Now this looks like an interesting project. The Nottingham Radical History Group have used their long-standing experience of investigating and remembering radical moments from history to examine the cases of the 103 Sherwood Foresters who were sentenced to death or sentenced on mutiny charges during the First World War.

The project was deliberately chosen because of the high profile nature of the centenary. The group’s researchers soon realised the scale of their task and that their investigations would require them to familiarise themselves with the often arcane legal and organisational landscape of the military.

They have documented their approach in a brilliantly detailed initial pamphlet, which covers their work and the pattern of their investigations. It’s a fascinating example of the historical process and is written in an engaging and, at times, necessarily angry manner with footnotes that are as lively as they are informative.

The second in the series of pamphlets is also available. This begins the case study approach that the group has selected and focuses on the story of Private W. Harvey, who was sentenced to death for desertion in February 2015 (a sentence later commuted to two years’ hard labour).

As with the best works of history, this core story expands to examine the situation and context that surrounds it. Consequently, the pamphlet includes material on the lives that the soldiers left behind when they went to war and the experiences that the regiment offered once they had done so.

More information, and copies of both pamphlets, can be found on the People’s Histreh site

 

So long, 2014, hello 2015

IWM_ART_002344It wasn’t over by Christmas. And neither were we. 2014 was a busy one for us, the year in which we launched our project and said hello to many new friends and partners who wished to join us in exploring what the First World War meant, and continues to mean, for people throughout the country and around the world. We have many exciting plans for 2015 and hope that you will join us in making it as big a success as possible and that we will all be able to discover more surprises about the war as the centenary enters its first full year.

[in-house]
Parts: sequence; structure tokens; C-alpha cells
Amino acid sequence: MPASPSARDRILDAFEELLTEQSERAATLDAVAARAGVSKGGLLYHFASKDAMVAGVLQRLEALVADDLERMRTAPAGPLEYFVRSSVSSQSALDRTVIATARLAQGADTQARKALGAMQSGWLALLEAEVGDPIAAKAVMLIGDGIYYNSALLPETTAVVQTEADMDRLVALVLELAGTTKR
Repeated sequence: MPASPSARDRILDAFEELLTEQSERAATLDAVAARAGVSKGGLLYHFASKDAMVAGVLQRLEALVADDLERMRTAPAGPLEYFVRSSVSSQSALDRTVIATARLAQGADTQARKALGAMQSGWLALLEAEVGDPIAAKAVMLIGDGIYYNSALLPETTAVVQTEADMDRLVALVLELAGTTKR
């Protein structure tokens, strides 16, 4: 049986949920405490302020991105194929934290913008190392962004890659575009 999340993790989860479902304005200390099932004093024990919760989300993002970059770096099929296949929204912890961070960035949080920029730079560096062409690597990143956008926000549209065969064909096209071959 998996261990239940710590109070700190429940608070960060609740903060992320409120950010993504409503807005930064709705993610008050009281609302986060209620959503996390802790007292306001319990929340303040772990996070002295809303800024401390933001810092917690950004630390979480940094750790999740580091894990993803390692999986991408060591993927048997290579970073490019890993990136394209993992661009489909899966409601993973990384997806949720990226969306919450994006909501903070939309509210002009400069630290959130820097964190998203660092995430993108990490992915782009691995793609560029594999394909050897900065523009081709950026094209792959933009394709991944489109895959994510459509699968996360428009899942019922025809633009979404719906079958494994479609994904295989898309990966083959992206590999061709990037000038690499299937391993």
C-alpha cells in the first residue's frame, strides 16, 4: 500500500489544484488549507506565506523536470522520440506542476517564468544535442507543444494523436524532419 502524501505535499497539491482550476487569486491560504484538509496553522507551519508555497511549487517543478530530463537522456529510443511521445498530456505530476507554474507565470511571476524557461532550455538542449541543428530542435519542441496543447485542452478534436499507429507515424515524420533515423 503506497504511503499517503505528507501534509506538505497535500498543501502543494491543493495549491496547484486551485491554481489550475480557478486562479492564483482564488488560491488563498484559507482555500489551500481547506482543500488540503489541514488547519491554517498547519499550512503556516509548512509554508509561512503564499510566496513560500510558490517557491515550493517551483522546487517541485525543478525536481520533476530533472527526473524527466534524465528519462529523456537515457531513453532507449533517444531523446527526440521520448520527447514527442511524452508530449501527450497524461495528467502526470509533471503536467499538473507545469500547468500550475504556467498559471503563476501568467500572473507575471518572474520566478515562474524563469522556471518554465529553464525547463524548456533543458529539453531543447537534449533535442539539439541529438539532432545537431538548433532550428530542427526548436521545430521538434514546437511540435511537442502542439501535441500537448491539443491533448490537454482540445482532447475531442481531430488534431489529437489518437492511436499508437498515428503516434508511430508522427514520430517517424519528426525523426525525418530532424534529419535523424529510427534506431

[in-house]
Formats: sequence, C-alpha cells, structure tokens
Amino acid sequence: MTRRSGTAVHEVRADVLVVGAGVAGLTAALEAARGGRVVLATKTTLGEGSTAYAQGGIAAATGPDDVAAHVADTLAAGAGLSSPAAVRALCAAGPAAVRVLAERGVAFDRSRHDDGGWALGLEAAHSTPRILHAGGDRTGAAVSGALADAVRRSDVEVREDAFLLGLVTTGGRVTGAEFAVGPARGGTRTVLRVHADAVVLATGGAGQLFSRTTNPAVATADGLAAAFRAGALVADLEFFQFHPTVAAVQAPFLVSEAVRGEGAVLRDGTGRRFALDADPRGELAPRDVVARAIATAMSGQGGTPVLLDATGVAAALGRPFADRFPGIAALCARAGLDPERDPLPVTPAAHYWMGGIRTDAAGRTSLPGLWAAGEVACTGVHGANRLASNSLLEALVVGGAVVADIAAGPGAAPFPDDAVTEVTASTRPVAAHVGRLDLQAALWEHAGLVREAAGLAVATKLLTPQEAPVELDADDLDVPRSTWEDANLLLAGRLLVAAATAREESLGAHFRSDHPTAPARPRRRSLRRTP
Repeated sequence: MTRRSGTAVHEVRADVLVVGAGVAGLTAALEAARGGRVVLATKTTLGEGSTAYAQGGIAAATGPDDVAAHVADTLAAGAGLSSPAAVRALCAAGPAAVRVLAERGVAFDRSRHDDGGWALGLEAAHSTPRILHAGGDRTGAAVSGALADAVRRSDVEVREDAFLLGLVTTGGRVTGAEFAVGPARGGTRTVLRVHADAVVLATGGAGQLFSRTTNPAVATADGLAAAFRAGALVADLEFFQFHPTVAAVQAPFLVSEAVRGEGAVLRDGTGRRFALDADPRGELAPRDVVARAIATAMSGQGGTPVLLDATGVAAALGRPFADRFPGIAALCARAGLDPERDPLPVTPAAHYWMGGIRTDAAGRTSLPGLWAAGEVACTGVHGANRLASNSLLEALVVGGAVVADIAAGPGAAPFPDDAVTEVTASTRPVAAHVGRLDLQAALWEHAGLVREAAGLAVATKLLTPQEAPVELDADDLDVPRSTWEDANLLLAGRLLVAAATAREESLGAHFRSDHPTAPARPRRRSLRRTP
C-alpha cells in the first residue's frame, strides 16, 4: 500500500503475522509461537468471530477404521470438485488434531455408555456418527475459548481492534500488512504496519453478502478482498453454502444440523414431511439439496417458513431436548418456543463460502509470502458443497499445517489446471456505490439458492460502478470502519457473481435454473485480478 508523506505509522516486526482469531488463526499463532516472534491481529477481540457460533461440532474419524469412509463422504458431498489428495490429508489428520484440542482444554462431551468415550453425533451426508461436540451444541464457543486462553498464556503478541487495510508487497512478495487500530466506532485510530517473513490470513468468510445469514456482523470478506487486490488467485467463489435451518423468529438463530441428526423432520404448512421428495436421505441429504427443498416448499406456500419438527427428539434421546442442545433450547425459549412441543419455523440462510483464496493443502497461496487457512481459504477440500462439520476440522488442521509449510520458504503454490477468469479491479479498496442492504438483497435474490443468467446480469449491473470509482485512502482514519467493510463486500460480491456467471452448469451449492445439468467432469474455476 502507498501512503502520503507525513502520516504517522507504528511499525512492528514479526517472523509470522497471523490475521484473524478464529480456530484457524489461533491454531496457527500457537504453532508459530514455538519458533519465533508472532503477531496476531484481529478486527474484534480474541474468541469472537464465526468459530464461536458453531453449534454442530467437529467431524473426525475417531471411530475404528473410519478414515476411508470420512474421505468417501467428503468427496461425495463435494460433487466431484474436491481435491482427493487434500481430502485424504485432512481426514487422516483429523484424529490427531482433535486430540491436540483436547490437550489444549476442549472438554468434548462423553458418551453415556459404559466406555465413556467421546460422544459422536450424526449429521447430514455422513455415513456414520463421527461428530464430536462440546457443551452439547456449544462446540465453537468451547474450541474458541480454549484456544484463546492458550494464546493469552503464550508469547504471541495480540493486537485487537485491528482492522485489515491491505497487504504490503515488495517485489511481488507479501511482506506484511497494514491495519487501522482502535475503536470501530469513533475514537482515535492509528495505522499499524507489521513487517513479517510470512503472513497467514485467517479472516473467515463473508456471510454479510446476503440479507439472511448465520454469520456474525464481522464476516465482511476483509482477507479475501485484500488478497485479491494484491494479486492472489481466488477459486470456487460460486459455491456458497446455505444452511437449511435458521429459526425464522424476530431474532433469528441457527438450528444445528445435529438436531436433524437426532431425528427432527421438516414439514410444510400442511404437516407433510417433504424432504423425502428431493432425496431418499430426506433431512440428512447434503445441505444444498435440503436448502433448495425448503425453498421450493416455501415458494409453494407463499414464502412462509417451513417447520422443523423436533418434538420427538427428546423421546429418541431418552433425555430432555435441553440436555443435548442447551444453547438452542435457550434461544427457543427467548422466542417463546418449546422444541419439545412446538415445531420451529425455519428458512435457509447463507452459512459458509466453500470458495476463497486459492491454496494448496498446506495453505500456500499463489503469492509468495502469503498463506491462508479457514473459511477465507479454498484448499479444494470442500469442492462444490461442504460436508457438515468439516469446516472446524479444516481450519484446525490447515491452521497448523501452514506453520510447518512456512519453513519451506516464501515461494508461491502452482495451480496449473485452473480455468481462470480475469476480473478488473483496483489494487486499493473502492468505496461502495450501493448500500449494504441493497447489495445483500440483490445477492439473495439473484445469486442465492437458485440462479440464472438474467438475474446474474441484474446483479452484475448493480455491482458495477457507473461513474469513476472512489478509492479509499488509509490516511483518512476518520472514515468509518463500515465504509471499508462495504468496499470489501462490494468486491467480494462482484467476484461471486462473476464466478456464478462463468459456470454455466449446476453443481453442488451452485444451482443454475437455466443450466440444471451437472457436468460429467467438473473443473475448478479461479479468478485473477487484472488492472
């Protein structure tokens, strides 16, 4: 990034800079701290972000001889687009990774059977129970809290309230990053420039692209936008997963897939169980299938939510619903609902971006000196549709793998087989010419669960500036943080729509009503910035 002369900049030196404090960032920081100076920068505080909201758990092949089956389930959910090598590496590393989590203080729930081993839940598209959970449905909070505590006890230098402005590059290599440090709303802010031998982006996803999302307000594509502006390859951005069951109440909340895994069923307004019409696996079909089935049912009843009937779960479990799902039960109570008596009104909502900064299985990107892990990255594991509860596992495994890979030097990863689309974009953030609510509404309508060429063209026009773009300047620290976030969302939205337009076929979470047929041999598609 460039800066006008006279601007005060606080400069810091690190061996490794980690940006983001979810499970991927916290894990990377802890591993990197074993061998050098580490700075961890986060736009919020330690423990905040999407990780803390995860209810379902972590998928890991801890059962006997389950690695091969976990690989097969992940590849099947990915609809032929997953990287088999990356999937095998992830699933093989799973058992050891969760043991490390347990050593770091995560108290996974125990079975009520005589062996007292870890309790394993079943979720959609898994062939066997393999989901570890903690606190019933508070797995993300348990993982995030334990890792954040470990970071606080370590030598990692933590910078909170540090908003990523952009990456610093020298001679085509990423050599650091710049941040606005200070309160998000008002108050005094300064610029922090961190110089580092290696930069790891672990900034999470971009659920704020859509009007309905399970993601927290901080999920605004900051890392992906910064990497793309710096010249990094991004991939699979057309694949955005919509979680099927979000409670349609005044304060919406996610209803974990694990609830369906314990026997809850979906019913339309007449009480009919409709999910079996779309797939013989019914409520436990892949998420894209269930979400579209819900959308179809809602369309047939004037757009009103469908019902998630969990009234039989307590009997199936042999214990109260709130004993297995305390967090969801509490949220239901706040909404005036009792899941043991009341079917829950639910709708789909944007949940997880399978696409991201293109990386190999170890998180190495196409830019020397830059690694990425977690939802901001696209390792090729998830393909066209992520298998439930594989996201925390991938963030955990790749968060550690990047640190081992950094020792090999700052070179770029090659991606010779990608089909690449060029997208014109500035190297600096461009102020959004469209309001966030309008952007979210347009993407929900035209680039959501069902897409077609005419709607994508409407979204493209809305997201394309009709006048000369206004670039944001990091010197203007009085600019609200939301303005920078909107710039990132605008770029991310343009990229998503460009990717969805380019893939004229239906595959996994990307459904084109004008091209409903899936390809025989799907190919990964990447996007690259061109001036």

Happy New Year from everyone at The Centre for Hidden Histories.

 

 

 

Hidden Voices

One of the unintended consequences of war is that it brings hitherto unconnected groups of people together, for good and for ill. During the First World War, the capture of prisoners of war enabled German anthropologists to study men from Britain, France and their empires. They made sound recordings to help them to understand language, recordings that now offer modern academics the opportunity to study language and dialect as it was a century ago. Natalie Braber looks at the legacy of these recordings.

Linguists Wilhelm Doegen (far right) and Alois Brandl (fourth from right) recording a POW, October 1916
Linguists Wilhelm Doegen (far right) and Alois Brandl (fourth from right) recording a POW, October 1916

The British Library holds recordings of many sound files and interviews. If you visit their ‘Sounds’ catalogues, you will see the different archives that you can access. Many of these archives and recordings I use every day for my work. One of the archives is from the Berliner Lautarchiv (the Berlin sound archives). They include recordings of interviews held with British prisoners-of-war in Germany during the years 1915-1918. The collection contains 162 dialect recordings of English speaking POWs from England, Ireland (from what are now Northern Ireland & the Republic of Ireland), Scotland, and Australia, as well as 63 recordings in Scots and one in Scottish Gaelic. Until recently these two collections of early sound recordings of British dialects were inaccessible to all but a handful of academics.